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When I log on to my office computer from a remote location, a welcome screen pops up with a cheery tableau of a family at the beach. There are two kids, laughing in the waves. There is Mom, smiling in rolled up jeans with bare feet in the water. And in Mom's hand is her smartphone, as she happily looks down at it and does her email.

This is the new ideal for the high-tech worker -- to be constantly connected. Go anywhere, leave your desk behind!  This advanced species of employee travels to remote regions to do their work. In one ad, a fleece-clad adventurer is poised on a mountain, his iPad displaying a chart as he preps his next powerpoint slide.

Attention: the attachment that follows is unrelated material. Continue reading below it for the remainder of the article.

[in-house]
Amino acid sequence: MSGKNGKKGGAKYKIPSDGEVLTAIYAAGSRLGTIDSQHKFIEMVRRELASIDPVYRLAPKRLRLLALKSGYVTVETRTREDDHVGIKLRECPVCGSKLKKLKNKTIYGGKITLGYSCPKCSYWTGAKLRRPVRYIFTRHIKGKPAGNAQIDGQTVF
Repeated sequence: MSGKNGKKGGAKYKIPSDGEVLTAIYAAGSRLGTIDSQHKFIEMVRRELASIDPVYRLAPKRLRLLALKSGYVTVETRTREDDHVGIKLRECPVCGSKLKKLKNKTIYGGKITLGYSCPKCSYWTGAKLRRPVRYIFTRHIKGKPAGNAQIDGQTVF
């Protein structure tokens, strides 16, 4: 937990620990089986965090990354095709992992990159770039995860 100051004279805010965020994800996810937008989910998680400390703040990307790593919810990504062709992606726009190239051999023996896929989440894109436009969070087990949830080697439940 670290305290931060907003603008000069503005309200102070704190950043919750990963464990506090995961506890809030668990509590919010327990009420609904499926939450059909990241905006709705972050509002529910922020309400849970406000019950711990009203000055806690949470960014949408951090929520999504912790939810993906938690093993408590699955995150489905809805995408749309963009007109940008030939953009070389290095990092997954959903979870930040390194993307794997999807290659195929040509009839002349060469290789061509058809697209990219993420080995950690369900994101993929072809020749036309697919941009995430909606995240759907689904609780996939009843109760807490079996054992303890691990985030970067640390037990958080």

But sometimes, wouldn't it be nice not to be so connected? After climbing to the mountain peak, might it be pleasant to... enjoy the view? And is the real point of a seaside vacation to clean out your inbox from a scenic locale?

The problem is, connection creates distraction. Wherever you are, whatever you're doing, all those messages are seeking you out, clamoring for attention. Texts, tweets, status updates, cat videos. And for workers, the biggest perpetrator is that email stacking up every day, whether you're in the office or not.

Last year there were 107 trillion emails sent. Even subtracting out offers to share the $18.7 million belonging to President Mobutu's widow, that is a massive flow of bits to manage. Is it any wonder we walk around like techno-zombies, hands outstretched as we stare into tiny screens, as if taking orders from alien overlords?


Next time I'm out and about, I'll resist the urge to whip out my phone. I'll look around, notice the clouds, talk to someone, daydream. That is, right after I respond to this next urgent email.

With a Perspective, I'm Todd Adler.